I first picked it up, naked eye, when it passed through northern Ophiuchus at about 50 degrees altitude. It was about mag. +4 to +4.5 at that time. It passed in between Altair and the arrow, and then on to Delphinus, where it rapidly grew fainter.
An attempt to observe the VSSA, another piece of debris jettisoned from ISS the 23th, 10 minutes earlier failed.
The observation was done from a new location. During a bycicle tour with my brother last Tuesday, I explored a part of the open polder to the south-east of my home. In recent years a number of bicycle trails have been constructed there, allowing quick and easy access.
I hit upon a spot some 6.5 km from my home, that seemed promising. No street lanterns for 1.5 km around, and full view down to horizon level a full 360 degrees around. Here's a 360 degree strip panorama I took Friday:
The trail visible is a footpath that crosses the bird sanctuary here. The landscape is a typical Dutch flat polder landscape. This part of the polder is 1.7 meter below sea level.
On bicycle, I can reach this location in 25 minutes. Which is reasonable enough.
Yesterday evening I checked it out by night. In fact I had planned to do some serious observing at the location, but upon arrival I discovered to my dismay that I had forgotten to put my DCF77 radio-controlled clock in my backpack. So I had no reliable time source with me. Bummer...
After darkness fell, the sky quality turned out to be reasonable. The urbanized west of my country where I live is notably affected by light pollution, even at the few rare spots of countryside like these left. Yet being some 5 km away from the nearest town is obviously better than being in the midst of a town (as Cospar 4353 is).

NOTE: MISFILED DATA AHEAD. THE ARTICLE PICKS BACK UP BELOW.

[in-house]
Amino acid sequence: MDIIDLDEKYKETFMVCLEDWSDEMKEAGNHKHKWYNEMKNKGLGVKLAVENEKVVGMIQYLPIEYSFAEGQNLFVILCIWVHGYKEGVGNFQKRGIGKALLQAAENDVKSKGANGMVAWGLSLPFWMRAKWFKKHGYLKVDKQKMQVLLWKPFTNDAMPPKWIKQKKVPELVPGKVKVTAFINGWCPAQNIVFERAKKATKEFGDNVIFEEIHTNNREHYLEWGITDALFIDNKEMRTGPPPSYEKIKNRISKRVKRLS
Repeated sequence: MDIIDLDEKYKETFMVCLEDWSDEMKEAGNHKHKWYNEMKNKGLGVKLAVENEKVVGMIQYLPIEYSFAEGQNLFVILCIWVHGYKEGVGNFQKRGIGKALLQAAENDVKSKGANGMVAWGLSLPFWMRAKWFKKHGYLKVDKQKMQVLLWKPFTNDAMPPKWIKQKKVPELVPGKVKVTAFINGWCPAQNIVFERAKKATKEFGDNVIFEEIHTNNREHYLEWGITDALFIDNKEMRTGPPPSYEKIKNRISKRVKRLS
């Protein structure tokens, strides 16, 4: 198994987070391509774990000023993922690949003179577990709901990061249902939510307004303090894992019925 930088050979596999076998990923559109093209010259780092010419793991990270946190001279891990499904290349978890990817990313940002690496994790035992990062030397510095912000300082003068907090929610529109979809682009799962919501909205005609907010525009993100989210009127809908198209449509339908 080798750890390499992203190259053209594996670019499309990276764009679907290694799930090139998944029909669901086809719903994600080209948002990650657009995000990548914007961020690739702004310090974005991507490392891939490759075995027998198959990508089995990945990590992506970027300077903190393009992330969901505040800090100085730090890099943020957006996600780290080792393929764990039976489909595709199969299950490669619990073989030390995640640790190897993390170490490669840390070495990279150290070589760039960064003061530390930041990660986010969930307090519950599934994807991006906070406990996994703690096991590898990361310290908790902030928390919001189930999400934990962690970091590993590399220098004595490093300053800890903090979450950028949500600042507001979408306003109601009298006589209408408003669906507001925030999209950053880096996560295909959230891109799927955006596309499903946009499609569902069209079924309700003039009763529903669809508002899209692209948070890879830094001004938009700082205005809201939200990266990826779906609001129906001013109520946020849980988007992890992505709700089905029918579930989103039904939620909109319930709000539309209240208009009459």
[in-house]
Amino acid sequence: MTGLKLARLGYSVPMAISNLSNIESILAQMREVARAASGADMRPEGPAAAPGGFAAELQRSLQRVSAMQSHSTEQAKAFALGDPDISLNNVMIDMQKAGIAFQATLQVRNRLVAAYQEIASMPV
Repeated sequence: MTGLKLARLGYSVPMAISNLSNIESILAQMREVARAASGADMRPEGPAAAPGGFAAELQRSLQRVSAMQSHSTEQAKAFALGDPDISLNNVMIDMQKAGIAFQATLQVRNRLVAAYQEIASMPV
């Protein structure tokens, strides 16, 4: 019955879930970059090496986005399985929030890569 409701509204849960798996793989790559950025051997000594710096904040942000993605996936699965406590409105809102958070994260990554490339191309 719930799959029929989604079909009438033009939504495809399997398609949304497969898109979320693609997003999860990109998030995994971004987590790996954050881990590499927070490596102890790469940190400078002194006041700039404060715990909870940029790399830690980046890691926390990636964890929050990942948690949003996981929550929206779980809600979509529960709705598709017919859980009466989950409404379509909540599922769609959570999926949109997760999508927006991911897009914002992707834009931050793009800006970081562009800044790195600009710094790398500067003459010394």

Around 21:40 UTC, with the sun at -16 degrees altitude, I did a limiting magnitude count in Draco, in the zenith. The first count resulted in +6.5, the second in +6.6. And that is quite good for this part of the country. I could see the milky way down to 35 degrees altitude in the south-southeast.
Light domes dominate the lower parts of the sky though. Worst (and plainly bad) is the northwest, the combined domes of Leiden and the hellishly illuminated Heineken brewery at 2.5 km distance. Alphen a/d Rijn creates a dome in the northeast, and the combined domes of Zoetermeer and The Hague can be seen in the south (the latter were perhaps more prominent last evening than on a normal night, as there was cirrus in this part of the sky). The east and southeast is nice though, and so seemed west.
The location is certainly good enough to do meteor observations and satellite observations. The light pollution in the northwest perhaps makes it not so ideal a spot for Aurora observation, although the north itself is good.
It is very deserted there at night. The only people who have business there at night are the people belonging to the farms in the area. So a good, quiet spot to observe undisturbed, and relatively safe I think.
In the future I plan to do meteor observing sessions here (with satellites as a by-product); and I plan to use this location to track objects of interest that remain too low in the sky for my usual observing location Cospar 4353. For example, future Shuttle MECO-orbit observations (during this part of its orbit, some 20 minutes after launch, the Shuttle and its already decoupled tank pass at about 24 degrees altitude for me). The new secondary location will probably get the designation Cospar 4354.
I observed the ISS twice that evening: first in deep twilight while biking towards the location, and then around 21:39 UTC when it made a fine zenith pass. The following image shows it in the zenith, near Lyra:
I made six 10.7 second images during that pass, and stitched them together to show the pass from horizon to horizon:
While I was biking towards the location in twilight, and close to it, a hare jumped out of the grass aside the bike-lane and ran in front of me for tens of yards. Going back in darkness, another startled hare threw itself in front of my wheels and I had to brake to avoid disaster.